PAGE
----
The functionality provided by GUIKit has been superseded by the interface construction and controls functions native to the built-in Wolfram Language.

GUIKit Example: ThreadedStopCounter



Note: This example may not be interruptible yet on non-Windows platforms.

This example demonstrates how you can use the InvokeThread option of user interface functions to allow user interface updates to be visible when performing a long Wolfram Language calculation by threading the calculation and ensuring that user interface update requests occur on the event dispatching thread.

Additionally, once a process is threaded, it allows the user to abort a long Wolfram Language calculation from the same user interface. This is accomplished by triggering an abort using BindEvent["action",InvokeMethod[{"ScriptEvaluator","abort"}], which does not require a kernel script evaluation to interrupt an existing kernel evaluation.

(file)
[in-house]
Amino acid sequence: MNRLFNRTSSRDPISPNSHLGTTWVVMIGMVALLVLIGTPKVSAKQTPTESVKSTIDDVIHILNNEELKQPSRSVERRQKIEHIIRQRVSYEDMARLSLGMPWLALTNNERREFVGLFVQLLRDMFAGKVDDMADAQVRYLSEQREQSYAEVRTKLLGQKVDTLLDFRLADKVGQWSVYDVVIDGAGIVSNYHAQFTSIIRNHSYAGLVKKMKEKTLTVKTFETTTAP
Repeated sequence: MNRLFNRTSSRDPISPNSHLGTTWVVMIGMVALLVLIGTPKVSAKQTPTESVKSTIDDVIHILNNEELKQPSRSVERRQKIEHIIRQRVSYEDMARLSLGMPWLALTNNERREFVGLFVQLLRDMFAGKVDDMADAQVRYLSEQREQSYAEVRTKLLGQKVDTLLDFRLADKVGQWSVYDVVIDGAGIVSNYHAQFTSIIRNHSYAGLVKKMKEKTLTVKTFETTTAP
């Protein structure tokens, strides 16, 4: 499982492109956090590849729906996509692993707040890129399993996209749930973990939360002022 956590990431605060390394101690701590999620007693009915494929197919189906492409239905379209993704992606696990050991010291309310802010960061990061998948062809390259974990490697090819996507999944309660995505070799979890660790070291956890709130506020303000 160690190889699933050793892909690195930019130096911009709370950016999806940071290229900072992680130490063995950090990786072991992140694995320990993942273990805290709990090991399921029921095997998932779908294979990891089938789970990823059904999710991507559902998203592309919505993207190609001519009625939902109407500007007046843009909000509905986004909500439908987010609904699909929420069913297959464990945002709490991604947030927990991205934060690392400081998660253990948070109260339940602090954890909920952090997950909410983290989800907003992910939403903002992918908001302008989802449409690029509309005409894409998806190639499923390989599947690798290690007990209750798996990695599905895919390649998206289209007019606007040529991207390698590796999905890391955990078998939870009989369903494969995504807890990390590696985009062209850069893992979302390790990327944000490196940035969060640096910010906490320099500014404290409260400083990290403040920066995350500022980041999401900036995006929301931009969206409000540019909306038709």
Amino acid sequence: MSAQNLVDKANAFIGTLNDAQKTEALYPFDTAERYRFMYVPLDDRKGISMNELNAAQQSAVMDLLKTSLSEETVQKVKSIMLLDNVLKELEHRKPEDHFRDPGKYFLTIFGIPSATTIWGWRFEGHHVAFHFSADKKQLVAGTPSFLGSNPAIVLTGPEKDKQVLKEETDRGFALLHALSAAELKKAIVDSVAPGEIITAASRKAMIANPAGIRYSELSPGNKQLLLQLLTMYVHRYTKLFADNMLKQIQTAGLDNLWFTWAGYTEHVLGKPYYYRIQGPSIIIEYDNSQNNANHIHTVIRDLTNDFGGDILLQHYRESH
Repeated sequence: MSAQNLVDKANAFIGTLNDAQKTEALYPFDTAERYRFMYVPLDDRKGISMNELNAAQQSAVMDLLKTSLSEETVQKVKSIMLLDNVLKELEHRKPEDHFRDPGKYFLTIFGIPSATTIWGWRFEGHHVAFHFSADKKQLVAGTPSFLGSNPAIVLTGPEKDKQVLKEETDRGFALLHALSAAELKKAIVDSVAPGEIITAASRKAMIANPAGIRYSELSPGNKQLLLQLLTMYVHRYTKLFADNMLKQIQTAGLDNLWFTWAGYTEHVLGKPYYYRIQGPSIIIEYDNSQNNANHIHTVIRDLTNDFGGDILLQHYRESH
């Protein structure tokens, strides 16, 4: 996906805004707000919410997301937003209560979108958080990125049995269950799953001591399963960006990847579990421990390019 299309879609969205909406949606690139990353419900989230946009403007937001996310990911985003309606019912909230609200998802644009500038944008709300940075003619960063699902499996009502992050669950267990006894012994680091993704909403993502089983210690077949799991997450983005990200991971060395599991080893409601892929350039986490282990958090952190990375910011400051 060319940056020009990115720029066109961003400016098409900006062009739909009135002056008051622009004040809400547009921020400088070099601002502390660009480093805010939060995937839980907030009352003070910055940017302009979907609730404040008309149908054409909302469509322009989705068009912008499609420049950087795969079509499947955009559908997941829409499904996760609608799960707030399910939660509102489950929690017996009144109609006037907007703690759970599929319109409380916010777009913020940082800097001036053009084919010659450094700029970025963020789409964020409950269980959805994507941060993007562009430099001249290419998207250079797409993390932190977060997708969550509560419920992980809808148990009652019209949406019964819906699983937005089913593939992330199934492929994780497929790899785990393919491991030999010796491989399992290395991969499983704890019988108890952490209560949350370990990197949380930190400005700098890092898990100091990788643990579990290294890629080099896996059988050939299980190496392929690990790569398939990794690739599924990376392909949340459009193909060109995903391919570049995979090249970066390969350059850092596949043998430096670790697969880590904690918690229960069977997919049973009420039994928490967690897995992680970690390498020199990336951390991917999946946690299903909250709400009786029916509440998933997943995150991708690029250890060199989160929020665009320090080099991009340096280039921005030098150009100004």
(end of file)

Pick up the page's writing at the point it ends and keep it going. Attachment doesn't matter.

Another important feature of properly interrupting a calculation is proper placement of CheckAbort[] calls to allow interruption at certain points of the Script block, and to make sure that the rest of the Script will continue as expected. All Script blocks are automatically wrapped with AbortProtect by the GUIKit framework so that, by default, all scripts will evaluate without interruption. You should add CheckAbort blocks in scripts that perform longer calculations.